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Calothamnus gracilis facts for kids

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Calothamnus gracilis
Scientific classification

Melaleuca gracilis (R.Br.) Craven & R.D.Edwards

Calothamnus gracilis is a plant in the myrtle family, Myrtaceae and is endemic to the south-west of Western Australia. It is a spreading shrub with upright foliage, common in heath within its range. It has long, thin leaves and produces dark red flowers at different times of the year, depending partly on rainfall. It is similar to Calothamnus gibbosus but lacks the corky bark on the older branches of that species and its flowers and fruit are not as deeply embedded in the bark. (In 2014 Craven, Edwards and Cowley proposed that the species be renamed Melaleuca gracilis.)


Calothamnus gracilis is a spreading shrub growing to a height of about 1.5 metres (4.9 ft). Its leaves are fine, circular in cross section and up to 80 millimetres (3 in) long tapering to a sharp point but because the leaves are so long, the plant is not prickly.

The flowers are bright red and arranged in small groups mostly on one side of the stems. The flower spikes are up to 80 millimetres (3 in) long and there are 5 sepals, petals and clawlike stamen bundles.

Taxonomy and naming

Calothamnus gracilis was first formally described by Robert Brown in 1812 in William Aiton's Hortus Kewensis. The specific epithet (gracilis) is a Latin word meaning "slender", and possibly refers to the thin branches of this species compared to those of the otherwise similar Calothamnus gibbosus.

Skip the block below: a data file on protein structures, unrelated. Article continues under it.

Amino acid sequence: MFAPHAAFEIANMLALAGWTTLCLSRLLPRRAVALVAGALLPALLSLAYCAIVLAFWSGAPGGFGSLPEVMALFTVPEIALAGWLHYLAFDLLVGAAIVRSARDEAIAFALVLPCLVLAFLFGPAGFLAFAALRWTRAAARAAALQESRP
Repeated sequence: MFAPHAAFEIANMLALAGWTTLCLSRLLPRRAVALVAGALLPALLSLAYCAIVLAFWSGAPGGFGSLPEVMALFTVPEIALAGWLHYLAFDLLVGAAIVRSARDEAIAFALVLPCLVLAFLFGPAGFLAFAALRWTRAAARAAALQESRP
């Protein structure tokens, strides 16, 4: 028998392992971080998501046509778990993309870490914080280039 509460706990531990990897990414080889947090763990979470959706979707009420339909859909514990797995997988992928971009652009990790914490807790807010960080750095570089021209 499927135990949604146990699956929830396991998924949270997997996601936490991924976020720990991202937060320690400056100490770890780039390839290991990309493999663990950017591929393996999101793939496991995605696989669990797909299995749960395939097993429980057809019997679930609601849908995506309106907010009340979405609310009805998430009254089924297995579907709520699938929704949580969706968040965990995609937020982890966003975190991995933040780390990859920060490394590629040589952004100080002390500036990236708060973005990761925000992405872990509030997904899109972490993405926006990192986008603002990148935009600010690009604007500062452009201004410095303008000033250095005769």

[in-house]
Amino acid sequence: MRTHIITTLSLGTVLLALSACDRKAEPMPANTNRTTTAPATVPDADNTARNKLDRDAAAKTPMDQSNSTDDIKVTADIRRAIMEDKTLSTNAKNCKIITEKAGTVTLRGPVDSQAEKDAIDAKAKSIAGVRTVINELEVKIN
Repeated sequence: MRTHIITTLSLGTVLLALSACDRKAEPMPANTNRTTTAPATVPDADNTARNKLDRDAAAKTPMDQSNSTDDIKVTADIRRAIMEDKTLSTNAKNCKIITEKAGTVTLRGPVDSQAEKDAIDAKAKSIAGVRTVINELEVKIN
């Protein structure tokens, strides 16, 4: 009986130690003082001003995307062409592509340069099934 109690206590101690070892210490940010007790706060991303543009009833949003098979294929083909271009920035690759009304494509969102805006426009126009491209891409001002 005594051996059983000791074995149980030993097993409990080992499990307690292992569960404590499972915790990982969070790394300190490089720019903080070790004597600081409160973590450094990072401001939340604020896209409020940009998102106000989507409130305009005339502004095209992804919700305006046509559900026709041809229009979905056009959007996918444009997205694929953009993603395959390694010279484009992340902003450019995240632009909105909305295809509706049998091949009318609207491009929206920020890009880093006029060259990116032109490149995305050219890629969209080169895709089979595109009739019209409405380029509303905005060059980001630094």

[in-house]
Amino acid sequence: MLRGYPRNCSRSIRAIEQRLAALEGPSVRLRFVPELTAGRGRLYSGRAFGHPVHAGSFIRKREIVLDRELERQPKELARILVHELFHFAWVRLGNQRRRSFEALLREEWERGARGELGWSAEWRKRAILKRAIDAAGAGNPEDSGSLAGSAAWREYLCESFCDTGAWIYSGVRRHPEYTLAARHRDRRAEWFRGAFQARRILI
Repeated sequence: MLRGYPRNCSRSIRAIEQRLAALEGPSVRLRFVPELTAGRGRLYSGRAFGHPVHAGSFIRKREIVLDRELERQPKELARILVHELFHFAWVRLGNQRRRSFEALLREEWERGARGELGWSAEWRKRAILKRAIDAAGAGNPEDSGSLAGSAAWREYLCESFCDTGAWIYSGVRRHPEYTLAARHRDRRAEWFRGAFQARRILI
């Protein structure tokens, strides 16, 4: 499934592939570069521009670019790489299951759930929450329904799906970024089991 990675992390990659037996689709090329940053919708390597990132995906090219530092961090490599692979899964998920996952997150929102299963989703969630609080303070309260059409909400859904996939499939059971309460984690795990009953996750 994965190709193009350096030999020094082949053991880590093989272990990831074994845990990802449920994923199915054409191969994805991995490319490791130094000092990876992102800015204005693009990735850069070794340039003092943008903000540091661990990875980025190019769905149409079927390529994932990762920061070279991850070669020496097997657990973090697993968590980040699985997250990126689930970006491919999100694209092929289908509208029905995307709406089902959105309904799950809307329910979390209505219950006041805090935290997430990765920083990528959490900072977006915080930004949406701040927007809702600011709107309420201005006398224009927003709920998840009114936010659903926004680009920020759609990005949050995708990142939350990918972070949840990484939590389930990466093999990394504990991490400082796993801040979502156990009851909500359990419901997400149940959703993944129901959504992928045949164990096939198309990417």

Distribution and habitat

Calothamnus gracilis is widespread and common in the south of south-western Western Australia in the area between Albany and Esperance including in the Avon Wheatbelt, Coolgardie, Esperance Plains, Jarrah Forest, Mallee and Warren biogeographic regions. It grows in sandy and gravelly soils in heath.


Calothamnus gracilis is an important food source for the tiny honey possum (Tarsipes rostratus). Research has been performed to evaluate the role of this possum in the spread of the plant pathogen, Phytophthora cinnamomi.


Calothamnus gracilis is classified as "not threatened" by the Western Australian government department of parks and wildlife.

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